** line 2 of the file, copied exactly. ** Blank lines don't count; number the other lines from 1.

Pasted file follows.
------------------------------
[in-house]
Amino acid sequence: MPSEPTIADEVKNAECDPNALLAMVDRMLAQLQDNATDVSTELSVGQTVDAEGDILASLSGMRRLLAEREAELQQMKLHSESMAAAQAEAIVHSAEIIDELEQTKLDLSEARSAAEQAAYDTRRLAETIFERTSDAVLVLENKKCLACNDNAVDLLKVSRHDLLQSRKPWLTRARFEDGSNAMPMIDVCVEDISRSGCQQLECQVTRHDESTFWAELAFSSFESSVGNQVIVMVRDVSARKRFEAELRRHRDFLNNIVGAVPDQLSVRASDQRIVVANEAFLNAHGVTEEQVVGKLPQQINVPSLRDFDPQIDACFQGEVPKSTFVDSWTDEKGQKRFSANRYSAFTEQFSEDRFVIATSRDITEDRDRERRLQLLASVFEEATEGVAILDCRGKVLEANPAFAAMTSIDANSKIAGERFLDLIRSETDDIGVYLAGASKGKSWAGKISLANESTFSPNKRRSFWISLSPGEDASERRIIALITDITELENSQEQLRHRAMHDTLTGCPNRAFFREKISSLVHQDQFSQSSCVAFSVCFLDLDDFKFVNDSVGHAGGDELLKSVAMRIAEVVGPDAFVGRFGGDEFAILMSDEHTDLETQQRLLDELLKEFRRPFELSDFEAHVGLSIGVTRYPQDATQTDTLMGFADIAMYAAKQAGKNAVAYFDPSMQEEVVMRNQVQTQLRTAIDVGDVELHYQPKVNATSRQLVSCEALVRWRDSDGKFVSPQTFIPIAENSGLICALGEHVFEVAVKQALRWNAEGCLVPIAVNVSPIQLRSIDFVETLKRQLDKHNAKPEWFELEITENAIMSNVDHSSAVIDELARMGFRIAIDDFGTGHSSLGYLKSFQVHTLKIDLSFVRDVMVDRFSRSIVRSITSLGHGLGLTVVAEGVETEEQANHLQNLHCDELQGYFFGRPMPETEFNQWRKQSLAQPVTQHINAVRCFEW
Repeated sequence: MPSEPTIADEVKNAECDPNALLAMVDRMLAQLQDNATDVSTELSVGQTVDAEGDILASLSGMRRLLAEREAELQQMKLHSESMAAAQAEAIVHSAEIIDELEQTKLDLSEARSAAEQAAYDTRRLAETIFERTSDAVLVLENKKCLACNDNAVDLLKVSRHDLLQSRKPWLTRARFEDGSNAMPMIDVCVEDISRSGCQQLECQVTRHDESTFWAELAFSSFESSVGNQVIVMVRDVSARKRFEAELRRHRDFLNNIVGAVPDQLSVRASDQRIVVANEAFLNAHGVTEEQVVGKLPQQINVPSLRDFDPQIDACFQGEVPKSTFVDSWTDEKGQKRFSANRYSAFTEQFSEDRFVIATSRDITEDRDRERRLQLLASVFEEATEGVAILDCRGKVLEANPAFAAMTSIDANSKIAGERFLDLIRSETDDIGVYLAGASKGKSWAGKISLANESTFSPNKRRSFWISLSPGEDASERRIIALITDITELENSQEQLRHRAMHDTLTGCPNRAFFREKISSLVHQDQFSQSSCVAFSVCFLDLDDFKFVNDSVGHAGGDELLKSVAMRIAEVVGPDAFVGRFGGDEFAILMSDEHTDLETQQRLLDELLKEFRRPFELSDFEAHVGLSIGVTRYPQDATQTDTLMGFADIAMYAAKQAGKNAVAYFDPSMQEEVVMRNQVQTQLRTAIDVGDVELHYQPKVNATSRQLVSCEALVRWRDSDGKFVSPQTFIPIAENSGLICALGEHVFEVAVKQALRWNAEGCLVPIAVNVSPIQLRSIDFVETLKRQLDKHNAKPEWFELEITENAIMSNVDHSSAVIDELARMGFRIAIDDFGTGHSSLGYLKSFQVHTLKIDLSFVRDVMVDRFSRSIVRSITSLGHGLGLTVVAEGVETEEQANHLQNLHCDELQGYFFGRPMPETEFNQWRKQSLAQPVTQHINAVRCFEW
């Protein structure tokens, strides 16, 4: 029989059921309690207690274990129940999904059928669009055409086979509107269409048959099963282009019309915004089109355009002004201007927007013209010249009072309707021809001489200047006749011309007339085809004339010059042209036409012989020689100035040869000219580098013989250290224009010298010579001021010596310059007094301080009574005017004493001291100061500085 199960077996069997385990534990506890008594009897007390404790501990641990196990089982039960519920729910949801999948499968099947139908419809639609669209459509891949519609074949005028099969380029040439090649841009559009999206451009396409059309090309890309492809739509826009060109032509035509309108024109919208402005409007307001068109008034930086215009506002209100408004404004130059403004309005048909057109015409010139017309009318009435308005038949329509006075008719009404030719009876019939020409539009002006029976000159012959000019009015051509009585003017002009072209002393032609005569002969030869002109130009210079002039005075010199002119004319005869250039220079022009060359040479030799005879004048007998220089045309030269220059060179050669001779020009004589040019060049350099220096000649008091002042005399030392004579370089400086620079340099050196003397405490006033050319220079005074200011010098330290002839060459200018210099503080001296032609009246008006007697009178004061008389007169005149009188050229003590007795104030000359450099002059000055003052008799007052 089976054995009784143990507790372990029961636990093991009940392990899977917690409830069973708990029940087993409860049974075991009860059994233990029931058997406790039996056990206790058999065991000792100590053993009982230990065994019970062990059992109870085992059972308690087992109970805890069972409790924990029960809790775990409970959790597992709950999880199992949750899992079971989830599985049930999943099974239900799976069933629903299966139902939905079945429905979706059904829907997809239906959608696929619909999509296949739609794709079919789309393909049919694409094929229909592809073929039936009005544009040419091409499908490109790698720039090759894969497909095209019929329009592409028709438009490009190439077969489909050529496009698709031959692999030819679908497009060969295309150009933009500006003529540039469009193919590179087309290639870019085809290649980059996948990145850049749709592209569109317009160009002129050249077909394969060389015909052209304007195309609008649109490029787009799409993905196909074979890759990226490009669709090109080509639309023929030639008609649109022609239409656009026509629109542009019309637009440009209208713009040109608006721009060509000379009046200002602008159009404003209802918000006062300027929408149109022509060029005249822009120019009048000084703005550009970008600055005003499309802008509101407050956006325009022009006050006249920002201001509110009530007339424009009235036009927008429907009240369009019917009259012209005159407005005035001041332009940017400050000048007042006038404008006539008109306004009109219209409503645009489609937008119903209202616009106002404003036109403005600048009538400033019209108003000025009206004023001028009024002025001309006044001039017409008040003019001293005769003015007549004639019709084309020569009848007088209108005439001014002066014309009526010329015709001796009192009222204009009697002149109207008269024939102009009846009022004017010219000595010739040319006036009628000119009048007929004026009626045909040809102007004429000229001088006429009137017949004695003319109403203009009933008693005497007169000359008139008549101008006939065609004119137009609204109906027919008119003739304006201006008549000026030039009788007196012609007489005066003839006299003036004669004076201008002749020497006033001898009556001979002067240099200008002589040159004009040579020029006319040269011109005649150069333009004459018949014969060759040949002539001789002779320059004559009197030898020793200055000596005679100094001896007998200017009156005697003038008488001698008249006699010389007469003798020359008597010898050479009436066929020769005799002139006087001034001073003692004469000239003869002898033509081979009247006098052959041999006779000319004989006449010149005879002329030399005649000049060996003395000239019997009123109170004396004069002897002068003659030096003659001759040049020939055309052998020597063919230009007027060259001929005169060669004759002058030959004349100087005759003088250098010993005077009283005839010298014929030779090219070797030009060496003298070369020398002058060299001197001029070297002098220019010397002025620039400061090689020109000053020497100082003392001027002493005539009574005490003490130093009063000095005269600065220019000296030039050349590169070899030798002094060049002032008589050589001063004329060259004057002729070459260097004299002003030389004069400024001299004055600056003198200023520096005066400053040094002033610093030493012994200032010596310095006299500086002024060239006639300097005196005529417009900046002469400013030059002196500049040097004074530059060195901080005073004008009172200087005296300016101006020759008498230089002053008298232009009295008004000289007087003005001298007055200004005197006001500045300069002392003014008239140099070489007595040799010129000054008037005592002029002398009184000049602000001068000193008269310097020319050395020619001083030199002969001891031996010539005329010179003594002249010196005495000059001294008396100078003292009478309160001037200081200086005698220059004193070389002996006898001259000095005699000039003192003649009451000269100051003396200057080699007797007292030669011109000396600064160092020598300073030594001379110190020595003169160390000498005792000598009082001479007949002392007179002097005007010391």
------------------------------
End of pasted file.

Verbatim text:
Amino acid sequence: MPSEPTIADEVKNAECDPNALLAMVDRMLAQLQDNATDVSTELSVGQTVDAEGDILASLSGMRRLLAEREAELQQMKLHSESMAAAQAEAIVHSAEIIDELEQTKLDLSEARSAAEQAAYDTRRLAETIFERTSDAVLVLENKKCLACNDNAVDLLKVSRHDLLQSRKPWLTRARFEDGSNAMPMIDVCVEDISRSGCQQLECQVTRHDESTFWAELAFSSFESSVGNQVIVMVRDVSARKRFEAELRRHRDFLNNIVGAVPDQLSVRASDQRIVVANEAFLNAHGVTEEQVVGKLPQQINVPSLRDFDPQIDACFQGEVPKSTFVDSWTDEKGQKRFSANRYSAFTEQFSEDRFVIATSRDITEDRDRERRLQLLASVFEEATEGVAILDCRGKVLEANPAFAAMTSIDANSKIAGERFLDLIRSETDDIGVYLAGASKGKSWAGKISLANESTFSPNKRRSFWISLSPGEDASERRIIALITDITELENSQEQLRHRAMHDTLTGCPNRAFFREKISSLVHQDQFSQSSCVAFSVCFLDLDDFKFVNDSVGHAGGDELLKSVAMRIAEVVGPDAFVGRFGGDEFAILMSDEHTDLETQQRLLDELLKEFRRPFELSDFEAHVGLSIGVTRYPQDATQTDTLMGFADIAMYAAKQAGKNAVAYFDPSMQEEVVMRNQVQTQLRTAIDVGDVELHYQPKVNATSRQLVSCEALVRWRDSDGKFVSPQTFIPIAENSGLICALGEHVFEVAVKQALRWNAEGCLVPIAVNVSPIQLRSIDFVETLKRQLDKHNAKPEWFELEITENAIMSNVDHSSAVIDELARMGFRIAIDDFGTGHSSLGYLKSFQVHTLKIDLSFVRDVMVDRFSRSIVRSITSLGHGLGLTVVAEGVETEEQANHLQNLHCDELQGYFFGRPMPETEFNQWRKQSLAQPVTQHINAVRCFEW